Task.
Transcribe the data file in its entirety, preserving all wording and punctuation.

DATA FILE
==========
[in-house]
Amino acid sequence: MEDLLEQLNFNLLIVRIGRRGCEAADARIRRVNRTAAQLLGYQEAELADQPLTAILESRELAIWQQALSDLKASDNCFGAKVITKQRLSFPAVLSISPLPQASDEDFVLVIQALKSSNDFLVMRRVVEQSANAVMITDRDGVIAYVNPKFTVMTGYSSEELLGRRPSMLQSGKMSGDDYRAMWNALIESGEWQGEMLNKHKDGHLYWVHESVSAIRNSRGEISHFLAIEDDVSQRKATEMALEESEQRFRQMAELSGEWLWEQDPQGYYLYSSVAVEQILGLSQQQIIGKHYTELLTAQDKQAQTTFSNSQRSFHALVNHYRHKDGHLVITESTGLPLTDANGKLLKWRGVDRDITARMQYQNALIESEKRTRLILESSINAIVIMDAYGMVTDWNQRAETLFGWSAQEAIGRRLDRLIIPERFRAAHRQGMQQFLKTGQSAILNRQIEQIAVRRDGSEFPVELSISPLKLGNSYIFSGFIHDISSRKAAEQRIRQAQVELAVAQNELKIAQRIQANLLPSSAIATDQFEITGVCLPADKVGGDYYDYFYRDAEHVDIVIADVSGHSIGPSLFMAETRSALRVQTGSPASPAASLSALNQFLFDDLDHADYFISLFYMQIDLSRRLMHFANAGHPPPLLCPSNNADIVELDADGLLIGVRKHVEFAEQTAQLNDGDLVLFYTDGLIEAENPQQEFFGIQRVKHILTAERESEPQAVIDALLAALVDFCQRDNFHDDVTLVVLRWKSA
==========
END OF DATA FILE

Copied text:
[in-house]
Amino acid sequence: MEDLLEQLNFNLLIVRIGRRGCEAADARIRRVNRTAAQLLGYQEAELADQPLTAILESRELAIWQQALSDLKASDNCFGAKVITKQRLSFPAVLSISPLPQASDEDFVLVIQALKSSNDFLVMRRVVEQSANAVMITDRDGVIAYVNPKFTVMTGYSSEELLGRRPSMLQSGKMSGDDYRAMWNALIESGEWQGEMLNKHKDGHLYWVHESVSAIRNSRGEISHFLAIEDDVSQRKATEMALEESEQRFRQMAELSGEWLWEQDPQGYYLYSSVAVEQILGLSQQQIIGKHYTELLTAQDKQAQTTFSNSQRSFHALVNHYRHKDGHLVITESTGLPLTDANGKLLKWRGVDRDITARMQYQNALIESEKRTRLILESSINAIVIMDAYGMVTDWNQRAETLFGWSAQEAIGRRLDRLIIPERFRAAHRQGMQQFLKTGQSAILNRQIEQIAVRRDGSEFPVELSISPLKLGNSYIFSGFIHDISSRKAAEQRIRQAQVELAVAQNELKIAQRIQANLLPSSAIATDQFEITGVCLPADKVGGDYYDYFYRDAEHVDIVIADVSGHSIGPSLFMAETRSALRVQTGSPASPAASLSALNQFLFDDLDHADYFISLFYMQIDLSRRLMHFANAGHPPPLLCPSNNADIVELDADGLLIGVRKHVEFAEQTAQLNDGDLVLFYTDGLIEAENPQQEFFGIQRVKHILTAERESEPQAVIDALLAALVDFCQRDNFHDDVTLVVLRWKSA